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How to find a lost cat fast on the day they go missing

If you’ve stumbled across this article, chances are good that you can’t find your cat. While there’s nothing more heartbreaking than having a member of your family go missing, there’s no reason to give up hope. Whether your cat slipped past your watch when you opened the door, or she managed to find an escape route through a cracked window, you want to find your cat, and you want to find her right now. If you’re lucky, you saw her escape and have some idea of where to look, but what happens if you’re starting at square one? Wondering how to find a lost cat? We’re here to help.  

A long-haired orange cat walks through a wooded area.

What are the chances of finding a lost cat? 

According to American Humane, roughly 10 million pets turn up missing every year. While an impressive 93% of lost dogs were reunited with their owners, only 74% of cats found their way back home. That particular statistic sounds depressing, but please bear in mind that over 60% of missing dogs were wearing an ID tag or microchip, but only 25% of cats reported missing wore any form of identification. Even if you keep your cat indoors exclusively, there’s always a chance she’ll escape. Microchipping your cat is a quick, affordable way of implanting a permanent identification tracker on your fur baby. If a neighbor finds your lost cat and takes her to the vet, they’ll be able to contact you immediately. (Just make sure you keep your information updated with the vet if you change phone numbers or move to a new address.) 

Can cats find their way home if lost? 

With their keen olfactory senses and almost supernatural homing abilities, dogs have an uncanny way of returning home after getting lost. But what about cats? Feline fur parents can rest easy. Numerous studies have shown that cats possess a similar ability to find their way back home after escaping. Cats may return home days, weeks, months, or even years after running away. In fact, a cat recently returned home after being missing for 12 years. Posited theories to explain this phenomenon include their sense of smell, their visual memory, their territorial nature, and even a complex sense of magnetic geolocation. While the exact mechanism that enables them to find their way home is still the subject of debate, pet parents of missing cats can reassure themselves that their fur baby will come home if she’s able. 

How do you attract a lost cat home?

According to the SPCA of Northern Virginia, most indoor cats who go missing aren’t really missing — they’re in hiding, and they’re probably hiding much closer to home than you would expect. An estimated 75% of cats turn up within 500 meters (a little over 1,640 feet) from where they went missing. Even if your fur baby thinks she wants to explore the great outdoors, she’s probably frightened and looking for the perfect hiding spot. Your cat is unlikely to respond to you while she’s frightened. Thankfully, there are ways you can lure her back home. Here’s how to do it.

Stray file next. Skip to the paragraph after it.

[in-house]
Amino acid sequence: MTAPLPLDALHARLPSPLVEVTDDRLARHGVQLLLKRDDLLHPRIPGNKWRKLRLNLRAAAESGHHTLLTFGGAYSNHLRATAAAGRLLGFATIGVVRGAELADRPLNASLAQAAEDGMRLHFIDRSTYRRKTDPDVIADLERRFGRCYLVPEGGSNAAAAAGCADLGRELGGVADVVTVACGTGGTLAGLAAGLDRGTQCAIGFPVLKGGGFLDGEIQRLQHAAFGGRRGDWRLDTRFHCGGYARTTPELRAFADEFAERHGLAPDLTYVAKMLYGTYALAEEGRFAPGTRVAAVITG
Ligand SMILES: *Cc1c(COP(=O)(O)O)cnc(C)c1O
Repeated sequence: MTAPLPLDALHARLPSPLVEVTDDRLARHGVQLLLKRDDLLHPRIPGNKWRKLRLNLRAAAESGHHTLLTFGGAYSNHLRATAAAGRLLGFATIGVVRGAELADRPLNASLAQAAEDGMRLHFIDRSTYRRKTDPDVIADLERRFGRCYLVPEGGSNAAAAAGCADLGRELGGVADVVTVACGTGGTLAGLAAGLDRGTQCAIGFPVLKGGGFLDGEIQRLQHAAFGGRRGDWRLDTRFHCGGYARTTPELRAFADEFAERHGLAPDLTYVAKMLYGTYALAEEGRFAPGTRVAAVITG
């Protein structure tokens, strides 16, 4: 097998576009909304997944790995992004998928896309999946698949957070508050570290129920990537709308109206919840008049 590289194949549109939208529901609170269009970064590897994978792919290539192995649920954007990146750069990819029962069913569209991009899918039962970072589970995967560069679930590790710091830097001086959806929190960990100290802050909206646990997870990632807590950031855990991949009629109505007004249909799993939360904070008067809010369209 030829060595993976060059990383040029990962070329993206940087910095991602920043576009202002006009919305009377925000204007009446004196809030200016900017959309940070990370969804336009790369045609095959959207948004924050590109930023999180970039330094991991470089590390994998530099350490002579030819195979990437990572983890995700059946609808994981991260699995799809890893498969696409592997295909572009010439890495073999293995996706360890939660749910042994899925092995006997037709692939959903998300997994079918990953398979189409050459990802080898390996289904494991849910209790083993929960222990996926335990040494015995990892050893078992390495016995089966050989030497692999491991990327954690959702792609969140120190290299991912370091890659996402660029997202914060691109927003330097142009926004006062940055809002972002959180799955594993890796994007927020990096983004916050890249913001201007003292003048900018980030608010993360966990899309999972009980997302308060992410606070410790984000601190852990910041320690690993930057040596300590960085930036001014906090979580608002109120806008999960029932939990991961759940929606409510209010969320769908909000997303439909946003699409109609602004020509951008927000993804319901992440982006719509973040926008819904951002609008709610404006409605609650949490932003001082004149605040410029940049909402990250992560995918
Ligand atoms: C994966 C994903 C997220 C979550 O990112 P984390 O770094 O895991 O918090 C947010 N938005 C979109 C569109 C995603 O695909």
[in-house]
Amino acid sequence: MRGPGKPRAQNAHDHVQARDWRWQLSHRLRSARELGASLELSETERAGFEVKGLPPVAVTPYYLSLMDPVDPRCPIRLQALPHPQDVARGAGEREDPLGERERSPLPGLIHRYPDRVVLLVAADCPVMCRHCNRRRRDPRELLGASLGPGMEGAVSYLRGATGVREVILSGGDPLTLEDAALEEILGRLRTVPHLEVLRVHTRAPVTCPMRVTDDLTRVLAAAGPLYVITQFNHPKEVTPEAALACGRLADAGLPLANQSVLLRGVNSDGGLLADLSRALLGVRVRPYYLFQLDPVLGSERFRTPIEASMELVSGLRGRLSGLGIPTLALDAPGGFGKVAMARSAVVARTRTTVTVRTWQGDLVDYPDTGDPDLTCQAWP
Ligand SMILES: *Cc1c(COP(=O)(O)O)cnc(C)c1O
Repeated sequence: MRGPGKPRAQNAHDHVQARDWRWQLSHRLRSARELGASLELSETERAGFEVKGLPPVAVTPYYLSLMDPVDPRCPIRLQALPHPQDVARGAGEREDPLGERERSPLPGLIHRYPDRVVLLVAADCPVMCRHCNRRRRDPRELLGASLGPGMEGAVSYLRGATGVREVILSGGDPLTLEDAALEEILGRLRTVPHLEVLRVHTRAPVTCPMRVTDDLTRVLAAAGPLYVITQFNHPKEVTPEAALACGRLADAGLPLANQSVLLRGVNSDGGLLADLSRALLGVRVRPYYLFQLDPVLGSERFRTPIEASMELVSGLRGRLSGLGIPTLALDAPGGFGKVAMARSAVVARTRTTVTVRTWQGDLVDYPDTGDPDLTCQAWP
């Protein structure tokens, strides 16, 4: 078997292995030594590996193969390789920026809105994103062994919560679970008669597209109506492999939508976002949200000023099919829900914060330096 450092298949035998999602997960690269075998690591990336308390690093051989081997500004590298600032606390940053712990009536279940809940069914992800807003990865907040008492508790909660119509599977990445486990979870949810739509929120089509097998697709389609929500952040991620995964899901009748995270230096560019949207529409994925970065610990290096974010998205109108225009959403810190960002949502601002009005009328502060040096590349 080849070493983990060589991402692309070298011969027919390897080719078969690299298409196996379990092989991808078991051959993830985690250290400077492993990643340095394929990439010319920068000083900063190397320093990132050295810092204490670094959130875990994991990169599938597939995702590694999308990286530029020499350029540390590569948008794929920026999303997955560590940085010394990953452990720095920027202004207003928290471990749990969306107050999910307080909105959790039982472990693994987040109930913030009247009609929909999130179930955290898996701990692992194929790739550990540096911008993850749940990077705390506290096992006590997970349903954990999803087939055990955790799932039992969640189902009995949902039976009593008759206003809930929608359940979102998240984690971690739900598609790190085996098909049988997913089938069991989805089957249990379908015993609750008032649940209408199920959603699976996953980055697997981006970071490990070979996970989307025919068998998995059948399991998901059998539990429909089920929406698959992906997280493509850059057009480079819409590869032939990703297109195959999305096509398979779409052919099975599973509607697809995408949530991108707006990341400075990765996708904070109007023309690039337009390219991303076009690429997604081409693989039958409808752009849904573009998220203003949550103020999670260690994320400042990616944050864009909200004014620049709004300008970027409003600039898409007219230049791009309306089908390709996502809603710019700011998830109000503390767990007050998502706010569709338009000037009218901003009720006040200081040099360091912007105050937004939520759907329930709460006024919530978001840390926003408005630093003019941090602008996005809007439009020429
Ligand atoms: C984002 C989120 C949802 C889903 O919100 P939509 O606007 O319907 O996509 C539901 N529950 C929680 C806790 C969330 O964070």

A Maine Coon cat sits outside in a yard surrounded by fallen leaves.

1. Put your cat’s bedding outside

If your cat has her own bed or a favorite blanket, placing it outside where she can smell her own scent may be enough to draw her back home. Some cats prefer to sleep plastered against their pet parents. If that’s the case with your fur baby, leave one of your unwashed shirts outside. She may find the scent comforting so that she’ll feel safe enough to return home.

2. Spread your cat’s litter outside in the yard

We definitely recommend using gloves for this tip, but spreading used cat litter outside creates a pungent aroma that’s sure to get your cat’s attention.  

3. Set out some stinky food

According to Pet FBI, you should resist the urge to put out your cat’s normal kibble. Instead, opt for an oily, smelly fish like tuna, sardines, or mackerel. Your fur baby will be attracted to the scent, and you may be able to coax her back inside. 

4. Leave the garage door cracked

If you saw your cat escape through a certain door, leave it cracked and wait to see if she’ll come back inside. Otherwise, we recommend leaving your garage door cracked, giving your fur baby a constant point of entry to return home. 

A gray striped tabby cat sits outside in a field of grass and flowers.

Waiting for your missing cat to return home is nerve-racking, but try not to panic. Ask friends and neighbors to check under their porches and cars and inside their garages. Post her picture (along with your contact information) across your social media platforms and get in touch with your local animal control agency. If they know your fur baby is missing, they’ll contact you if they find a cat matching her description. Lastly, if your cat is microchipped, contact the company and ask them to change her status to “lost.” 

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